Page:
With a little guidance from Lonely Planet, we decided to walk toward Galle Face Green.  It’s recommended as a fantastic spot to indulge in some treats from street vendors and to watch the sunset. Jonathan and I have fun just about anywhere and Galle Face Green was no exception but I wouldn’t recommend it as a place for street food or to see the sunset (unless it’s an unusually clear day).  However, it was nice for people watching and there’s something worthy of your time if you take in a bit of the culture here.  After an hour of lounging on the wall by the beach, I began to gather how connected Sri Lankan families are.  There were so many families walking or playing together.  Everyone seemed happy and enjoying their time connecting with each other and the outdoors. This seemed to me like a daily pleasure rather than a family vacationing together.  A lesson our society could stand to learn, where the couch and television are too often the centerpiece of the evening.

Galle Face Green

Galle Face Green


Intrigued by Lonely Planet’s description of Castle Hotel (a misnomer at best) as a “timeless boozer offering up cheap drafts” and located in “once-posh surroundings”, we headed that way; other options were nearly all overpriced cocktails in locales swimming with tourists.  Upon arriving, I sensed this moment was going to be a game changer for me. Something about the looks I received upon entering, the dim lighting and lack of any appeal to the interior had me on guard.

Priding ourselves on our ability to face discomfort in the eye, we proceeded to find a table and order some drafts. It was quickly evident, a female in this bar was not a typical or likely occurrence. We were offered a seat in a different section of the bar when we entered but turned it down to be in the main area where it seemed more lively.  I think that was the first hint we overlooked, the second came when our table was approached by a man who took our order without ever looking at me.  He would only address Jonathan until I finally spoke up on our second or third round. He wasn’t unfriendly by any means and eventually gave me a kind smile. Uncomfortable as I was, the cold drafts were quite welcoming. I always hope to be considerate of others’ beliefs and customs yet never apologetic for being a female.  So I sat with a bit of uncertainty.  At the end, I withstood the initial desire to leave and rather enjoyed the hour or so at Castle Hotel.  I would return again…next time, without any trepidation.  In fact, I highly recommend it.  From this post, it appears that it may not exist much longer.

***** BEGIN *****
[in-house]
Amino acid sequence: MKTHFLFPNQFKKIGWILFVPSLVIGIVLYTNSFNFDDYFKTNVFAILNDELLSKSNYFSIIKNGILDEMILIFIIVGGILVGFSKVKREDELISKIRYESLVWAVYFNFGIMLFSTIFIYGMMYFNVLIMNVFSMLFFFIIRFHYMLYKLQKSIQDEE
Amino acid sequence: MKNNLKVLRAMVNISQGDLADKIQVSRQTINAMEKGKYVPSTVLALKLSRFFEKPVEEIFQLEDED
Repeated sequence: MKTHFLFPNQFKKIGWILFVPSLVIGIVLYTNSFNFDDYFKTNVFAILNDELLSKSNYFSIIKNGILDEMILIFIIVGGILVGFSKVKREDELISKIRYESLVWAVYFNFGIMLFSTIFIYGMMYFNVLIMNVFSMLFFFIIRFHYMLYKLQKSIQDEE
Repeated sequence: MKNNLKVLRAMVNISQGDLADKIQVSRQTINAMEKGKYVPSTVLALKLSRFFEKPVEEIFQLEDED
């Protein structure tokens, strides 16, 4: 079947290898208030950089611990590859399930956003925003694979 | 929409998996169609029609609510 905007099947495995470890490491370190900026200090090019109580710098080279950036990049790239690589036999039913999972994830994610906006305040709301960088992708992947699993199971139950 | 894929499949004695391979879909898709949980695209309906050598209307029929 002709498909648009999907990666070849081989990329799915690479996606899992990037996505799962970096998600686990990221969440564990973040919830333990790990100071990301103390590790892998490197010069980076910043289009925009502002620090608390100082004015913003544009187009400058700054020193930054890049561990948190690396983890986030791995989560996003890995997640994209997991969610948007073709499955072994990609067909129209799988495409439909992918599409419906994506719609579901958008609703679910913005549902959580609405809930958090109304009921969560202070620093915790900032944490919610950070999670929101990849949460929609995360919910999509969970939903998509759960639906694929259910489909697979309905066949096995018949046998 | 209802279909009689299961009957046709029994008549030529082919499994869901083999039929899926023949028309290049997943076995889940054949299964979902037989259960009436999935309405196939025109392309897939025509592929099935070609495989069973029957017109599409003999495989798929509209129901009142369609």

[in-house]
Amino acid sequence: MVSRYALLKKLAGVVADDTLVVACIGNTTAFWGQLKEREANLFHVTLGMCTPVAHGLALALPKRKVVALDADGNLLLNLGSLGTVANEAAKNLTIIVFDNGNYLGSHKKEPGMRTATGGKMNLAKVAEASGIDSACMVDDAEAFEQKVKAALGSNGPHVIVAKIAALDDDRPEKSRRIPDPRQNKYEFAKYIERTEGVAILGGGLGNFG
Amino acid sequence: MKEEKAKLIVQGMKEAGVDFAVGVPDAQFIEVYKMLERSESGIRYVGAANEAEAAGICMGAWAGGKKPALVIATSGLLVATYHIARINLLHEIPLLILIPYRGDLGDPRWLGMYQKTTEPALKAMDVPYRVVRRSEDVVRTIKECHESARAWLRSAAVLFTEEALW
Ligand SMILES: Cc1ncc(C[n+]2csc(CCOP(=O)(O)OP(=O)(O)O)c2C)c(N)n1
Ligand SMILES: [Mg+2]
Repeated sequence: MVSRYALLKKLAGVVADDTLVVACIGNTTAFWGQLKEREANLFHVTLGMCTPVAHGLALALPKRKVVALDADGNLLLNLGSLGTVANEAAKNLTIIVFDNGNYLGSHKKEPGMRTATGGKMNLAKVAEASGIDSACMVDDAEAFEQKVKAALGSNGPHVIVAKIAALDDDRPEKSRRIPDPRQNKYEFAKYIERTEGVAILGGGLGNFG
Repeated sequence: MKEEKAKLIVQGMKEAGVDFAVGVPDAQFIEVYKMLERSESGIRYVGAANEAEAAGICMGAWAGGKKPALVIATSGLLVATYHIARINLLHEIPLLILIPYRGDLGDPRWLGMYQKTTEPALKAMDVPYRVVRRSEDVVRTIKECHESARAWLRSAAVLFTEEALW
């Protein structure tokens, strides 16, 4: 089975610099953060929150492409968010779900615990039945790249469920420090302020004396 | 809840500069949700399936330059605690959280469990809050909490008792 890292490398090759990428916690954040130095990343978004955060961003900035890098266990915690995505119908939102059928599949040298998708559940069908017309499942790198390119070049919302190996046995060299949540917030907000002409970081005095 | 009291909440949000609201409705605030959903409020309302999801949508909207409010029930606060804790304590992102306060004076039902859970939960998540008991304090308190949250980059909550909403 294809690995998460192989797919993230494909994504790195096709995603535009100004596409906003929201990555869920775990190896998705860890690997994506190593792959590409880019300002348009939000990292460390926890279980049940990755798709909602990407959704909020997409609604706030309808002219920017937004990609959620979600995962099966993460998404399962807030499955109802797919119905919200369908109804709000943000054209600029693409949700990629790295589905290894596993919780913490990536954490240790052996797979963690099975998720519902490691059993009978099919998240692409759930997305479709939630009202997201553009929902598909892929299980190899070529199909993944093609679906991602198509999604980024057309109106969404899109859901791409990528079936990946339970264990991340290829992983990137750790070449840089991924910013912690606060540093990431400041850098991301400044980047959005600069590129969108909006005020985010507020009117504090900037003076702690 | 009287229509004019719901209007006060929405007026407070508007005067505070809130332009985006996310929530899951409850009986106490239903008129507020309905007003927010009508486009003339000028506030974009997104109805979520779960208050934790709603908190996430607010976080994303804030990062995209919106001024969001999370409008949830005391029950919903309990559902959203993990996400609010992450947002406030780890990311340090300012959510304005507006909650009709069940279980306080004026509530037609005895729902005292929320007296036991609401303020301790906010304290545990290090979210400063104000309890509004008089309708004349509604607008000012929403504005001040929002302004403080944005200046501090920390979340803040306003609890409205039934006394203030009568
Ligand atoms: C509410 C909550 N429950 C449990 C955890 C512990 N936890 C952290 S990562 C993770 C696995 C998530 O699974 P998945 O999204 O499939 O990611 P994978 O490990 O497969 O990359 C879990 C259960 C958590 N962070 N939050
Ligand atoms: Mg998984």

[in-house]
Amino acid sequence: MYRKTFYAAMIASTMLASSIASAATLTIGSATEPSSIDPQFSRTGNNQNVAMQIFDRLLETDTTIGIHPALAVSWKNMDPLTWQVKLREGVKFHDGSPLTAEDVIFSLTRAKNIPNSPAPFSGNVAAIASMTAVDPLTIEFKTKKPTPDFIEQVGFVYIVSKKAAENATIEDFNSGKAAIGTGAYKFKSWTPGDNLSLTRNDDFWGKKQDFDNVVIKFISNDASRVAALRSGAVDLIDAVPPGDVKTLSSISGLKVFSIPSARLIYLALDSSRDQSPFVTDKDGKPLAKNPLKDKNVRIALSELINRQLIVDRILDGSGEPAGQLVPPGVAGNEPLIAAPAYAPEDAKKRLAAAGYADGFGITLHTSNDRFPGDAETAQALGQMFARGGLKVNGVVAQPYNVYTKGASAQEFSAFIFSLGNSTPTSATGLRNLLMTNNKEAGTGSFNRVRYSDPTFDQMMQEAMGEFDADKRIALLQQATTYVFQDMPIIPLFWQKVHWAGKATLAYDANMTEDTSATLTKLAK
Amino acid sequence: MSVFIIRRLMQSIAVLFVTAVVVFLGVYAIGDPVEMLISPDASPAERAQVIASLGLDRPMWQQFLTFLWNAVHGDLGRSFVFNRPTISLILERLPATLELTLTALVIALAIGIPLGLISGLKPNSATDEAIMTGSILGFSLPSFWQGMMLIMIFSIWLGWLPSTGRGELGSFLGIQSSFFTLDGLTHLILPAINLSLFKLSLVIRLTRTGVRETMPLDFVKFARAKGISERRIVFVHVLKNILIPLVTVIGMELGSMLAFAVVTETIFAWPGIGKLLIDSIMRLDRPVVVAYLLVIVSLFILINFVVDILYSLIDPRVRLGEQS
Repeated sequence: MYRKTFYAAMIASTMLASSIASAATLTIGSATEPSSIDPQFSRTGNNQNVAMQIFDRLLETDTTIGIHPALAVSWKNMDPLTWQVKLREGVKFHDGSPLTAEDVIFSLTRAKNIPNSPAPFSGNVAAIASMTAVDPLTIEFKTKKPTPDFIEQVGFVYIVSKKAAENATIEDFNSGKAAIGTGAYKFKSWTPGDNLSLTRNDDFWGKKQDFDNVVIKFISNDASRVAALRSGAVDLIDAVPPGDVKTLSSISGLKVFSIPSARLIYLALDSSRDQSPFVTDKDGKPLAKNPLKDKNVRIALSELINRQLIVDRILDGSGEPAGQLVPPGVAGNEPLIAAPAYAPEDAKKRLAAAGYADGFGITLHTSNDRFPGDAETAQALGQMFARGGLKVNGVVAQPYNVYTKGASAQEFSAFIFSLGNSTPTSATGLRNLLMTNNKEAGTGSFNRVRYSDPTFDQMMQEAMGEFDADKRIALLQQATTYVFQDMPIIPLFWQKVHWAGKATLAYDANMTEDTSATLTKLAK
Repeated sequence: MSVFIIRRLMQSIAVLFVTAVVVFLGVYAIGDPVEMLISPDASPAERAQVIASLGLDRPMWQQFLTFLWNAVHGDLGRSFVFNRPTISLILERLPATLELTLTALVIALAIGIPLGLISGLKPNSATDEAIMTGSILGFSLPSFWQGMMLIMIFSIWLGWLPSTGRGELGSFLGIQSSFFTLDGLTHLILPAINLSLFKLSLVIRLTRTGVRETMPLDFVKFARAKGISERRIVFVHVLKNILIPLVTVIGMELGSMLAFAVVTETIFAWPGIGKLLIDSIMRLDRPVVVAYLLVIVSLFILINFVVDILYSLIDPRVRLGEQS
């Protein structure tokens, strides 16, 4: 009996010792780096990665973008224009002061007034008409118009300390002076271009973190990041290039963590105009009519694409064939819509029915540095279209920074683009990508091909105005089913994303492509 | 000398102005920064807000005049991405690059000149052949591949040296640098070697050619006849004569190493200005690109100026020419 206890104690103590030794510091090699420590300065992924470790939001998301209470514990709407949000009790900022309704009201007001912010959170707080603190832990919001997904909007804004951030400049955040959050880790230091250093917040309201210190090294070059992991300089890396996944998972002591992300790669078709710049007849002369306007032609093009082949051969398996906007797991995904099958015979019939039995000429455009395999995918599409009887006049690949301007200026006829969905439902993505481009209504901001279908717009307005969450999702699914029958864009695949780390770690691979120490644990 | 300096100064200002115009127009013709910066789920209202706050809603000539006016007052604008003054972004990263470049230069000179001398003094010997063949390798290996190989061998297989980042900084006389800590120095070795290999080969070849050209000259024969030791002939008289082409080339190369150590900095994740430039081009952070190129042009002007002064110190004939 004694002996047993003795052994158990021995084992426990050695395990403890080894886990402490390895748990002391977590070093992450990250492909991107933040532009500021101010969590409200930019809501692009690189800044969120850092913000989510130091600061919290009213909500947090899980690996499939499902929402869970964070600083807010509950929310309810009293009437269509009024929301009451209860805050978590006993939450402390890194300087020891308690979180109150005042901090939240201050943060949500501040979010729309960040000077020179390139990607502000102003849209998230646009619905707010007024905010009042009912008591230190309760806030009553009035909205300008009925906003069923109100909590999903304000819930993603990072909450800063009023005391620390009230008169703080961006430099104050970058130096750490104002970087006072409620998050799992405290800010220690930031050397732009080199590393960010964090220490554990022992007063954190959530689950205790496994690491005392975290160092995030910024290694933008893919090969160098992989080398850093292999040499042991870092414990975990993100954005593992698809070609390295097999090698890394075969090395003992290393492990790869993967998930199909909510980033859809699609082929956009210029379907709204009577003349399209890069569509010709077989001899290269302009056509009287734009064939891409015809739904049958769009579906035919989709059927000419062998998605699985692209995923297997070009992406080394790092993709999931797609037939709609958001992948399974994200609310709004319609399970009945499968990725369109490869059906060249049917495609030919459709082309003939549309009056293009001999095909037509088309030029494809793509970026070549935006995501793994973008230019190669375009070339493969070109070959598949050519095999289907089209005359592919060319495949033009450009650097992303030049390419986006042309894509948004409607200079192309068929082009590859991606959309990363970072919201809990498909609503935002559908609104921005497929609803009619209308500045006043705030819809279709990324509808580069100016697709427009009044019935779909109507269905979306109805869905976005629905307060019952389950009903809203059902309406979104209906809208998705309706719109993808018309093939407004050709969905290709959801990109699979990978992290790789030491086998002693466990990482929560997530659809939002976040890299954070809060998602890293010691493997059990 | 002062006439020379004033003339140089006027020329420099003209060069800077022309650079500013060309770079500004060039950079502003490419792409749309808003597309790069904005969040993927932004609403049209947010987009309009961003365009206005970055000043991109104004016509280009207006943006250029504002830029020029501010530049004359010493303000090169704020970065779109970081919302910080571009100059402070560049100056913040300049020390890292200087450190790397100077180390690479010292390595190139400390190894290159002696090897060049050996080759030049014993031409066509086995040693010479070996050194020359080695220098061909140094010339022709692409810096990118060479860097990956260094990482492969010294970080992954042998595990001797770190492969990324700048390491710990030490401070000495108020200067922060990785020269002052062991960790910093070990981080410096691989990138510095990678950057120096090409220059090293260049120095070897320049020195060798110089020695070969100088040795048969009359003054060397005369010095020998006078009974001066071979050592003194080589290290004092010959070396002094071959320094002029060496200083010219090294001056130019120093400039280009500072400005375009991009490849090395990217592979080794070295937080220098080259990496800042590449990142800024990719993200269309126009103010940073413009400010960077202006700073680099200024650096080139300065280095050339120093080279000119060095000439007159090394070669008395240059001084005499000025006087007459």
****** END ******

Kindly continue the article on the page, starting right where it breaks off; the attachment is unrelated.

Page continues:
Castle Hotel

Colombo (The Ending)

Lodging: Cinnamon Grand Hotel 

Food:  Beach Wadiya

I have to say, by the time we were headed back to Colombo I was very sad, and not because I didn’t fully enjoy it the first time.  I was sad to come to the realization that our travels were quickly coming to an end and we were also having to part ways with two of our best friends.  The country blew my expectations out of the water.  It was absolutely one of the most beautiful places I’ve ever seen.  I would go back in a heartbeat to experience the rest of the country we were unable to see.  I look forward to sharing the next steps in our Sri Lankan journey.  Up next, two nights in Kitugala. Stay tuned!